"Web-Braille: A New Distribution System for Braille Books" by Judy Dixon, consumer relations officer for the National Library Service (NLS) for the Blind and Physically Handicapped of the Library of Congress.
Web-Braille is a data file format that can be read on a Braille display or transmitted to a Braille embosser. Web-Braille files have the extension .brf. The Braille codes in Braille-ready files allow blind people to read electronic documents from computer disks or from the Internet.
Web-Braille files contain 25 lines per page. Each line holds up to 39 characters. A single printed page translates into several Braille pages; the exact ratio depends on the nature of the document. Mathematical expressions and symbols, as well as graphics, can be converted into words before being translated into Braille-ready files. Complex mathematical documents have the highest Braille-to-text page conversion ratios.
Several thousand Web-Braille books are available for downloading from the National Library Service (NLS) in the U.S. About 40 new books are published online in this format every month. The NLS Web-Braille material is available only to citizens or residents of the United States, or to qualified institutions.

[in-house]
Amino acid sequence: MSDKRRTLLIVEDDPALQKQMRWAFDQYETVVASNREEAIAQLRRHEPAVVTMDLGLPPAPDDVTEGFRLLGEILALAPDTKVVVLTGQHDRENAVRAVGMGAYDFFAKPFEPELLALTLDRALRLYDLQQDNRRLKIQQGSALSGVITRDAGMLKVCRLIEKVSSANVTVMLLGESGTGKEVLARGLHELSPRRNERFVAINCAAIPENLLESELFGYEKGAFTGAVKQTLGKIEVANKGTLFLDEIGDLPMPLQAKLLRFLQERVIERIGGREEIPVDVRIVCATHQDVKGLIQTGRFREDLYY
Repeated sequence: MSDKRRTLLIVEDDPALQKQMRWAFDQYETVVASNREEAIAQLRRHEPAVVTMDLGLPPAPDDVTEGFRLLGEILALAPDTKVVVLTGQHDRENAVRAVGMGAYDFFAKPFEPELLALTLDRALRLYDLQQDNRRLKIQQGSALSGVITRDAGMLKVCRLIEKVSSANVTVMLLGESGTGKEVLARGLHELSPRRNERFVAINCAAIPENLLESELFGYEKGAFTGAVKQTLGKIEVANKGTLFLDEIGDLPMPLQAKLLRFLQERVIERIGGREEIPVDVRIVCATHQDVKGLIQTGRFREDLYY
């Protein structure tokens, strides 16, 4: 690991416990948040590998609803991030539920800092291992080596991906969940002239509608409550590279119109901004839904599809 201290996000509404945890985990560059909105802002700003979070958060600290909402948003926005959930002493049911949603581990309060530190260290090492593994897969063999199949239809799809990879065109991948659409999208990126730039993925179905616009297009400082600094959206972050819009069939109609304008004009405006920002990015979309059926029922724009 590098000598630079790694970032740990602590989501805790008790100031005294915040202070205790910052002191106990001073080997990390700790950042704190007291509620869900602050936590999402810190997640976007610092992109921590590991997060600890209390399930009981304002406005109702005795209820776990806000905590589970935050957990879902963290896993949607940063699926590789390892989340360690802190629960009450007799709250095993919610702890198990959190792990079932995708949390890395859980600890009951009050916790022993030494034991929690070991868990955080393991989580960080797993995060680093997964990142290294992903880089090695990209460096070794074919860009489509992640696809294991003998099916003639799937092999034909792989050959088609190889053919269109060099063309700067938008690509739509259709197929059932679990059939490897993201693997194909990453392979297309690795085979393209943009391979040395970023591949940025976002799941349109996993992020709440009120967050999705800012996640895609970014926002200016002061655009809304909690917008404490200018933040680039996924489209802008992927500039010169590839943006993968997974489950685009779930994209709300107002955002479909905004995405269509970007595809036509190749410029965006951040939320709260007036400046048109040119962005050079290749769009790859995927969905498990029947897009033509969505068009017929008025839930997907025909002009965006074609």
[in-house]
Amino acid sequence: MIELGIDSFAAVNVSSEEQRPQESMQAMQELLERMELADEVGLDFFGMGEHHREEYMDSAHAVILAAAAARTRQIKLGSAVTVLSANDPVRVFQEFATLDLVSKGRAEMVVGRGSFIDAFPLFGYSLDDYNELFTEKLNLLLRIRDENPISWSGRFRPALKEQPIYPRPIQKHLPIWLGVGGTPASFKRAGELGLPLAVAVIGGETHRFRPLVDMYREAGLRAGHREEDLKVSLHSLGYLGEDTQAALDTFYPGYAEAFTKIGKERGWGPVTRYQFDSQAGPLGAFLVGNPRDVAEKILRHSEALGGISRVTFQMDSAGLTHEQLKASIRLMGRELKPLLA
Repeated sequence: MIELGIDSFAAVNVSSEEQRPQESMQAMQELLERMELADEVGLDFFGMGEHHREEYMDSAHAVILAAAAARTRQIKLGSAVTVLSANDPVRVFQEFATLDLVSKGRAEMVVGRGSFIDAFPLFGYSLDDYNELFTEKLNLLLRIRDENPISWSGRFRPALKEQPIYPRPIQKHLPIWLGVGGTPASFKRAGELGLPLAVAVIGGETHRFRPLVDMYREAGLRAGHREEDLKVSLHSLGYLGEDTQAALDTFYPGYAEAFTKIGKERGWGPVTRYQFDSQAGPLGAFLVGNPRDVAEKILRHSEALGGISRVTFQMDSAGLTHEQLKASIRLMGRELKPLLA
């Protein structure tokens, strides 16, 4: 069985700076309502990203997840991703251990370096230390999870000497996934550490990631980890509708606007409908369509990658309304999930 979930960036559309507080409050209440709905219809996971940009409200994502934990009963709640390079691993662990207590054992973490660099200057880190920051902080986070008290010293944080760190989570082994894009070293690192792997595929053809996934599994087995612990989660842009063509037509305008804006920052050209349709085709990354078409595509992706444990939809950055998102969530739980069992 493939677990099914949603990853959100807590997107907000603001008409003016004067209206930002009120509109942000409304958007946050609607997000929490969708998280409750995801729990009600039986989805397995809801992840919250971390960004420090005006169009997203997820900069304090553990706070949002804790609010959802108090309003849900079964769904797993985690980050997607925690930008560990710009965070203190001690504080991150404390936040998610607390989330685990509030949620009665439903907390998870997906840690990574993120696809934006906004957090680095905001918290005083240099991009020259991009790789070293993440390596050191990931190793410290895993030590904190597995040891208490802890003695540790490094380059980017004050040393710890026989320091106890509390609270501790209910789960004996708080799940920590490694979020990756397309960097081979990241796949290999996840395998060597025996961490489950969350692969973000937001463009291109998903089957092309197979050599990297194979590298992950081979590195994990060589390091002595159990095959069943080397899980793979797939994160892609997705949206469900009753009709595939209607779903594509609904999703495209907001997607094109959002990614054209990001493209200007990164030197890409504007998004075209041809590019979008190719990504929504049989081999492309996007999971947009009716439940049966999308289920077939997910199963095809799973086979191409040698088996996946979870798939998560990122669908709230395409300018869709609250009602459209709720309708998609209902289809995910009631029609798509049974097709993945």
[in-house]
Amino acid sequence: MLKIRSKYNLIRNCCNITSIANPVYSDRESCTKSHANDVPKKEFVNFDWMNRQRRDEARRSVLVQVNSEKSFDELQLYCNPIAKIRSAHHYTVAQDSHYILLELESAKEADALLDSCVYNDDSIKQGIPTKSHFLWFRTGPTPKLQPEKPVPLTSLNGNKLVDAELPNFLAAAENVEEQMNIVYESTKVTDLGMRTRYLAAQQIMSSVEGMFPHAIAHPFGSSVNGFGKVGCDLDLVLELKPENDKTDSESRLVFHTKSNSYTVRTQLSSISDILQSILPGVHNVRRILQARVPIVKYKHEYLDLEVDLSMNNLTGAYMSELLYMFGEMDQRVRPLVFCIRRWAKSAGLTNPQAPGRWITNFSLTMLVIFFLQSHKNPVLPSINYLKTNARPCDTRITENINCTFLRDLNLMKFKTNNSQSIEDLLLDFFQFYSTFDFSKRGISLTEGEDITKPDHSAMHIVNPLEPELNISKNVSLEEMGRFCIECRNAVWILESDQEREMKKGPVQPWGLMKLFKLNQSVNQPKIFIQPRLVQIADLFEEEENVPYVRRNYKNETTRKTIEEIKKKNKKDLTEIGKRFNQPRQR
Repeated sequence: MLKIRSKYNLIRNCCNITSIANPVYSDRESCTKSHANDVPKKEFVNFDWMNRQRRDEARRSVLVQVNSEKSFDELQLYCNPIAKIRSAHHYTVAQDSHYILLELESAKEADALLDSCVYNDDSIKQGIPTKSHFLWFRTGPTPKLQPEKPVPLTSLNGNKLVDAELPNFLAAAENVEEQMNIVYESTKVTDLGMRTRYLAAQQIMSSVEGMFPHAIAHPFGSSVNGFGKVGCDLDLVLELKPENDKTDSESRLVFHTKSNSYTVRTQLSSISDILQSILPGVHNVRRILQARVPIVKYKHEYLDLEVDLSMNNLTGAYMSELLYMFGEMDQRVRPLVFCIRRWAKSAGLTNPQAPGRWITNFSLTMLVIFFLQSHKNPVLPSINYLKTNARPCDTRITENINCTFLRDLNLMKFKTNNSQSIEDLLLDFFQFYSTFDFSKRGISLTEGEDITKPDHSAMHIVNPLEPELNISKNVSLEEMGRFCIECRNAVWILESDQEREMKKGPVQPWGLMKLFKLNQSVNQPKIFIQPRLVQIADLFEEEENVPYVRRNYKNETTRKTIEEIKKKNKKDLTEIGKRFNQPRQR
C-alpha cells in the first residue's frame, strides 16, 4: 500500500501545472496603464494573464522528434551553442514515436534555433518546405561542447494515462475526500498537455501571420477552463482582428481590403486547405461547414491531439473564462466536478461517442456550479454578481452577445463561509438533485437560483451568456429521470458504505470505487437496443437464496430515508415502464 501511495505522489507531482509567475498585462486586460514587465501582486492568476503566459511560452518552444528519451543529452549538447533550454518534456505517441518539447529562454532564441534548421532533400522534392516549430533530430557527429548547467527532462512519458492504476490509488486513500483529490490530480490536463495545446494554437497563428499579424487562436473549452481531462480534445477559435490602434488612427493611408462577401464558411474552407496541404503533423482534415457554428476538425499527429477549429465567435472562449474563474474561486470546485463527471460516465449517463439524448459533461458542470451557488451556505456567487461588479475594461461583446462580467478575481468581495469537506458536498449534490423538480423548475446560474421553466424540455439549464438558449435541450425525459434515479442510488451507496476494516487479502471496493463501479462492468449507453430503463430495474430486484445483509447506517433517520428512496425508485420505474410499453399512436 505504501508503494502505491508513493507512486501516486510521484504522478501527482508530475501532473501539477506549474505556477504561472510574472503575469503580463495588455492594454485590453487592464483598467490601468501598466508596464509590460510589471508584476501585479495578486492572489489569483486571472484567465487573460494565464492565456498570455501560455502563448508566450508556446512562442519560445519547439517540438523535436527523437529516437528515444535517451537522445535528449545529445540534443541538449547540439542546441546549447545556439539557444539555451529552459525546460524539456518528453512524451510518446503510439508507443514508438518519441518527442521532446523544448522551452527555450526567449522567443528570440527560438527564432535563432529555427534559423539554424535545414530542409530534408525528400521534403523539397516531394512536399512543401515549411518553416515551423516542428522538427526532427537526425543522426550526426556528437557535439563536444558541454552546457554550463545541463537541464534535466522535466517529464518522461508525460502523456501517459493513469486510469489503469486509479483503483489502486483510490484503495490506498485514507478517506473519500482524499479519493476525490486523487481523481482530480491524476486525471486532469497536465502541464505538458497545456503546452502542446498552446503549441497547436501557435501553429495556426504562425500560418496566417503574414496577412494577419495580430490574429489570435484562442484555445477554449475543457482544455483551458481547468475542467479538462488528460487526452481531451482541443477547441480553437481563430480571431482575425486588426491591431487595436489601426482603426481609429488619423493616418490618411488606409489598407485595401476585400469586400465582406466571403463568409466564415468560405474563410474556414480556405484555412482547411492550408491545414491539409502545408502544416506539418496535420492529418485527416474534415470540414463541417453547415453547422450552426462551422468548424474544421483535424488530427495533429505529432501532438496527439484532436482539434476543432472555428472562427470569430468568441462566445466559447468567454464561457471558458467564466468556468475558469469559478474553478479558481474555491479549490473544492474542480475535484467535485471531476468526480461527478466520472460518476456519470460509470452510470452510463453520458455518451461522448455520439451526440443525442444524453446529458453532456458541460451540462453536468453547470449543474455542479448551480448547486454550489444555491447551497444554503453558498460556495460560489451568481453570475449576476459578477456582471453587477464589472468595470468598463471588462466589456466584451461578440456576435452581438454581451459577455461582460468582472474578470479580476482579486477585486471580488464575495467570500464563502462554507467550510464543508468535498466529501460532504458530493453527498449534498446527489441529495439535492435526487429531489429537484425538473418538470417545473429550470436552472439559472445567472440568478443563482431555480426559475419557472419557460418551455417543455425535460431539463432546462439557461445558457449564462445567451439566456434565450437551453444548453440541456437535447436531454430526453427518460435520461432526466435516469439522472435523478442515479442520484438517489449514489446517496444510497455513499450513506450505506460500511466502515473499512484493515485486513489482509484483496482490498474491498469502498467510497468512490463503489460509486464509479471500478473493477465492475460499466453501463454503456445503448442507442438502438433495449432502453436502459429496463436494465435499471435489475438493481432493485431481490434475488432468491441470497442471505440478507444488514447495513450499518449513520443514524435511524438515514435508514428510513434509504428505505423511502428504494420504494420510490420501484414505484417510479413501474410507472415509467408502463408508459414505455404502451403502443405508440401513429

- What is Web-Braille? definition.
- Web-Braille Frequently Asked Questions
- What is Braille display?
- A universal Braille computer code for technical documents was introduced in 1991: "A Universal Computer Braille Code For Literary And Scientific Texts", by Durre, Karl P.; Tuttle, Dean W. and Durre, Ingeborg.
Important Note: The Computer Braille Code is no longer an official code in the United States. (It is provided here for reference purposes only.)
It was replaced by Unified English Braille (UEB) in January 2016 by the Braille Authority of North America (BANA).
- BANA Press Releases about the Adoption of UEB
- Rules of Unified English Braille, Second Edition, 2013 by the International Council on English Braille (ICEB), Unified English Braille (UEB).
Updates to the Rules of Unified English Braille (2013) As at July 12, 2022, A number of updates to the Rules of Unified English Braille have been approved, taking effect immediately, and will be included in the next edition. Transcribers and designers of braille translation software and equipment are asked to implement these changes now.
- Guidelines for Technical Material (GTM)